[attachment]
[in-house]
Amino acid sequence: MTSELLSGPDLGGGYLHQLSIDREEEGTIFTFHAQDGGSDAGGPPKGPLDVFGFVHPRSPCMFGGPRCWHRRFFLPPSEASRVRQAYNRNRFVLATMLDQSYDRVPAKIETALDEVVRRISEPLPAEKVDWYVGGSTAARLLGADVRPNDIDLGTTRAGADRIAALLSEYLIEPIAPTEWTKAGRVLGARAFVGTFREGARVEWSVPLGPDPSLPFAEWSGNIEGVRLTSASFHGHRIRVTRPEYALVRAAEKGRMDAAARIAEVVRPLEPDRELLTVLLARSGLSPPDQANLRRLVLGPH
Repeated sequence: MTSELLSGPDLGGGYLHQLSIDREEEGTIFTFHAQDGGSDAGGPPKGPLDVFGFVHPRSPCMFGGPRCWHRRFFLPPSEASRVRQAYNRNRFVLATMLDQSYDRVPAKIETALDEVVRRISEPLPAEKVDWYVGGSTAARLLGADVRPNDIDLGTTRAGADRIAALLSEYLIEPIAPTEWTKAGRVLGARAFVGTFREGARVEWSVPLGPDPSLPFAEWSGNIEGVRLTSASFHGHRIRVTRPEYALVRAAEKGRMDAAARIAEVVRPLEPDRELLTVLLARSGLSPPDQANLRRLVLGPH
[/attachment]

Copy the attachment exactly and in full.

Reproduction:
[in-house]
Amino acid sequence: MTSELLSGPDLGGGYLHQLSIDREEEGTIFTFHAQDGGSDAGGPPKGPLDVFGFVHPRSPCMFGGPRCWHRRFFLPPSEASRVRQAYNRNRFVLATMLDQSYDRVPAKIETALDEVVRRISEPLPAEKVDWYVGGSTAARLLGADVRPNDIDLGTTRAGADRIAALLSEYLIEPIAPTEWTKAGRVLGARAFVGTFREGARVEWSVPLGPDPSLPFAEWSGNIEGVRLTSASFHGHRIRVTRPEYALVRAAEKGRMDAAARIAEVVRPLEPDRELLTVLLARSGLSPPDQANLRRLVLGPH
Repeated sequence: MTSELLSGPDLGGGYLHQLSIDREEEGTIFTFHAQDGGSDAGGPPKGPLDVFGFVHPRSPCMFGGPRCWHRRFFLPPSEASRVRQAYNRNRFVLATMLDQSYDRVPAKIETALDEVVRRISEPLPAEKVDWYVGGSTAARLLGADVRPNDIDLGTTRAGADRIAALLSEYLIEPIAPTEWTKAGRVLGARAFVGTFREGARVEWSVPLGPDPSLPFAEWSGNIEGVRLTSASFHGHRIRVTRPEYALVRAAEKGRMDAAARIAEVVRPLEPDRELLTVLLARSGLSPPDQANLRRLVLGPH